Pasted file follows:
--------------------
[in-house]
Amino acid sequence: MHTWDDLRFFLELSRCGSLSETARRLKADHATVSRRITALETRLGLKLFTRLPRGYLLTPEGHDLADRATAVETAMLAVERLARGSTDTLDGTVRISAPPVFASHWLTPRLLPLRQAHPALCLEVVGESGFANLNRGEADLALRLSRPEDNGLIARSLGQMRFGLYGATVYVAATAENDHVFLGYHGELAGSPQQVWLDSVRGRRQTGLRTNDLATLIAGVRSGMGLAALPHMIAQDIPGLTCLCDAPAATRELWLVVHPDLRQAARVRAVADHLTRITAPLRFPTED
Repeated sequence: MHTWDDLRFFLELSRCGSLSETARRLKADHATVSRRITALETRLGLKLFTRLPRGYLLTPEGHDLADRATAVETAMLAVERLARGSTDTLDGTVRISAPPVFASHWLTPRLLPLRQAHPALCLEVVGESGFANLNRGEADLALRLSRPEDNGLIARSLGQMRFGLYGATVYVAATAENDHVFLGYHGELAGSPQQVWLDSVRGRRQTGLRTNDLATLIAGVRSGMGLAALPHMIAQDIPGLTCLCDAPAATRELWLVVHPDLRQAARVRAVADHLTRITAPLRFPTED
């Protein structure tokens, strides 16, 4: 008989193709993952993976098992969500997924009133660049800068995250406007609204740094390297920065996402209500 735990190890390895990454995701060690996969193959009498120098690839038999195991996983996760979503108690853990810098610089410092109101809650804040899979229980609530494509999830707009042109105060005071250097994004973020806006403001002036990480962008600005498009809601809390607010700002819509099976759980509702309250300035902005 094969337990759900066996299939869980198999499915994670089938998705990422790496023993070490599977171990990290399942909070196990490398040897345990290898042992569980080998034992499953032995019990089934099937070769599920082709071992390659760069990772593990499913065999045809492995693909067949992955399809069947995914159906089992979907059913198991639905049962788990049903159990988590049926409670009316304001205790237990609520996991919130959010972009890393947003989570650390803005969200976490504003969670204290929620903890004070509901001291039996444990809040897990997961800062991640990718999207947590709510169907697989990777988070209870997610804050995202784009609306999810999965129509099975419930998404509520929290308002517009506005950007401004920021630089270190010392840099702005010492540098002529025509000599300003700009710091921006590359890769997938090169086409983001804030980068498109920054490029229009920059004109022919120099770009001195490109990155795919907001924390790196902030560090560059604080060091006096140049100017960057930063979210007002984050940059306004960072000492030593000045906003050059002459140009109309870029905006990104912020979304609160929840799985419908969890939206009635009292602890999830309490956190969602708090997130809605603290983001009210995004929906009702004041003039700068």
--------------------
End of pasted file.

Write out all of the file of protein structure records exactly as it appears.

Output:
[in-house]
Amino acid sequence: MHTWDDLRFFLELSRCGSLSETARRLKADHATVSRRITALETRLGLKLFTRLPRGYLLTPEGHDLADRATAVETAMLAVERLARGSTDTLDGTVRISAPPVFASHWLTPRLLPLRQAHPALCLEVVGESGFANLNRGEADLALRLSRPEDNGLIARSLGQMRFGLYGATVYVAATAENDHVFLGYHGELAGSPQQVWLDSVRGRRQTGLRTNDLATLIAGVRSGMGLAALPHMIAQDIPGLTCLCDAPAATRELWLVVHPDLRQAARVRAVADHLTRITAPLRFPTED
Repeated sequence: MHTWDDLRFFLELSRCGSLSETARRLKADHATVSRRITALETRLGLKLFTRLPRGYLLTPEGHDLADRATAVETAMLAVERLARGSTDTLDGTVRISAPPVFASHWLTPRLLPLRQAHPALCLEVVGESGFANLNRGEADLALRLSRPEDNGLIARSLGQMRFGLYGATVYVAATAENDHVFLGYHGELAGSPQQVWLDSVRGRRQTGLRTNDLATLIAGVRSGMGLAALPHMIAQDIPGLTCLCDAPAATRELWLVVHPDLRQAARVRAVADHLTRITAPLRFPTED
């Protein structure tokens, strides 16, 4: 008989193709993952993976098992969500997924009133660049800068995250406007609204740094390297920065996402209500 735990190890390895990454995701060690996969193959009498120098690839038999195991996983996760979503108690853990810098610089410092109101809650804040899979229980609530494509999830707009042109105060005071250097994004973020806006403001002036990480962008600005498009809601809390607010700002819509099976759980509702309250300035902005 094969337990759900066996299939869980198999499915994670089938998705990422790496023993070490599977171990990290399942909070196990490398040897345990290898042992569980080998034992499953032995019990089934099937070769599920082709071992390659760069990772593990499913065999045809492995693909067949992955399809069947995914159906089992979907059913198991639905049962788990049903159990988590049926409670009316304001205790237990609520996991919130959010972009890393947003989570650390803005969200976490504003969670204290929620903890004070509901001291039996444990809040897990997961800062991640990718999207947590709510169907697989990777988070209870997610804050995202784009609306999810999965129509099975419930998404509520929290308002517009506005950007401004920021630089270190010392840099702005010492540098002529025509000599300003700009710091921006590359890769997938090169086409983001804030980068498109920054490029229009920059004109022919120099770009001195490109990155795919907001924390790196902030560090560059604080060091006096140049100017960057930063979210007002984050940059306004960072000492030593000045906003050059002459140009109309870029905006990104912020979304609160929840799985419908969890939206009635009292602890999830309490956190969602708090997130809605603290983001009210995004929906009702004041003039700068």